Saving Water is Green, Too
EPA’s WaterSense label goes on low-flow water fixtures and future homes.
WaterSense
June 18, 2008 by Steven Castle

Being green isn’t just about saving energy. Water is a valuable resource as well. Just ask people in Southern California and other parts of the country, where water is becoming scarce. And the situation is not likely to get better. A U.S. Government Accountability Office survey shows that 36 states are anticipating local, regional, or statewide water shortages by 2013, even under non-drought conditions. 

To help save precious H2O, the EPA has introduced its WaterSense program that identifies water-saving fixtures like low-flow toilets and faucets. More than 160 products that meet EPA specification bear a WaterSense logo. WaterSense toilets use 1.28 gallons per flush or less, and WaterSense faucets and aerators have a maximum flow of 1.5 gallons per minute. 

WaterSense-labeled aerators can be purchased separately from bathroom sink faucets. Aerators attach to faucets and control flow rate. The EPA says using WaterSense labeled faucets or aerators could reduce a household’s faucet water use by more than 500 gallons annually.

In addition, over 400 irrigation professionals have been trained in water-efficient design and practices and are certified as WaterSense partners.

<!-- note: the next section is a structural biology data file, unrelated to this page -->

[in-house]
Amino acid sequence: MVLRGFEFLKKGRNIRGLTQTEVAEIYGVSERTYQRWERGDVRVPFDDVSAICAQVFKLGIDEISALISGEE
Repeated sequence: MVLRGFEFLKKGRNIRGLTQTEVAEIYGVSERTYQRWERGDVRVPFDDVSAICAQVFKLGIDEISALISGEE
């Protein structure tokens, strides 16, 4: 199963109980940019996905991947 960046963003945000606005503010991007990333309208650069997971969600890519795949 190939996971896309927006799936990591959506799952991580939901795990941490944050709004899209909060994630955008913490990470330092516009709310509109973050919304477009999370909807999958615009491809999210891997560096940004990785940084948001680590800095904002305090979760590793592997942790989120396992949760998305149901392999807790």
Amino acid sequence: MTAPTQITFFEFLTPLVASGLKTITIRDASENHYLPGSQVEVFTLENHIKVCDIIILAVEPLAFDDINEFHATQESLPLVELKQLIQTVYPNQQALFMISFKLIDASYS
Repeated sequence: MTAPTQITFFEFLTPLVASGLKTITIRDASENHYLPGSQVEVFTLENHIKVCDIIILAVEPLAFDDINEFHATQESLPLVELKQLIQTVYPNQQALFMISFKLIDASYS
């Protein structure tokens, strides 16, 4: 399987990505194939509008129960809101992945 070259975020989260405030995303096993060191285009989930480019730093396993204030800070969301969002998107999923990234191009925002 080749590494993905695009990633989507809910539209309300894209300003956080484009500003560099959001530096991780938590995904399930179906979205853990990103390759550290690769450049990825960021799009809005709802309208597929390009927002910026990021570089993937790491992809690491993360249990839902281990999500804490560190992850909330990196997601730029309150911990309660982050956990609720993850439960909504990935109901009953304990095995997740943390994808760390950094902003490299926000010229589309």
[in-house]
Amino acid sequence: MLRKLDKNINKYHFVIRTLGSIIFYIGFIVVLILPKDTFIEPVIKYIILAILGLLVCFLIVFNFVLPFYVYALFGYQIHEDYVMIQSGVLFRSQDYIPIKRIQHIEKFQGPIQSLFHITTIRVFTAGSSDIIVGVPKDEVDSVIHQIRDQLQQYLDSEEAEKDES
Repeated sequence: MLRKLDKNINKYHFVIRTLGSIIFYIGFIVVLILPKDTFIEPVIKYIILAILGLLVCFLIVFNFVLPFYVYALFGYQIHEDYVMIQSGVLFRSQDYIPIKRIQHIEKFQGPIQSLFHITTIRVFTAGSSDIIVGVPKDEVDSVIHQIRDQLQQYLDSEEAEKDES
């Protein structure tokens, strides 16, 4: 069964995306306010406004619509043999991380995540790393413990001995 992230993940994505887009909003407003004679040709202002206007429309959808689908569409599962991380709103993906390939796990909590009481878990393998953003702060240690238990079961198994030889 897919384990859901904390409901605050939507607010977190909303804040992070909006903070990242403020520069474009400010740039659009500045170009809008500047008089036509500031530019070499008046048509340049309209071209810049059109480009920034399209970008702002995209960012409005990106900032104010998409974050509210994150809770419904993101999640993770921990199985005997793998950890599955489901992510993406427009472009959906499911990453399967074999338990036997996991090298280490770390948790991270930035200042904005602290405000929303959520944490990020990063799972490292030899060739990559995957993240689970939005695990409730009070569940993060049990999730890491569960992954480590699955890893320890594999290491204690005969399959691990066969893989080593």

The EPA is also starting a WaterSense program for new homes. WaterSense labeled new homes will combine WaterSense labeled products with other water-efficient fixtures and practices to reduce the amount of water used by approximately 20 percent. These new homes include dishwashers and clothes washers with the ENERGY STAR label, if those appliances are installed when the home is built. WaterSense labeled new homes will incorporate a hot water distribution system that decreases the amount of time it takes for hot water to reach the faucet or shower, as waiting for hot water wastes thousands of gallons of water per year.

Pressure regulator valves will be installed downstream of the water meter to reduce the pressure of the water going into the home. This reduces the maximum water flow from fixtures and the likelihood of leaking pipes and hoses.

Builders will have the option of developing an outdoor “water budget” and planning accordingly, or ensuring that the landscaping is designed efficiently. If the home has an outdoor irrigation system, it must be installed and audited by WaterSense irrigation partners to ensure efficiency.

The EPA is conducting an online meeting on June 18, 2008, to discuss its draft specification for WaterSense homes, and it is inviting all interested parties to provide comments until July 21, 2008.

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Steven Castle - Contributing Writer
Steven Castle is Electronic House's managing editor. he has been writing about consumer electronics, homes and energy efficiency topics for two decades. He is also the co-founder of GreenTech Advocates.

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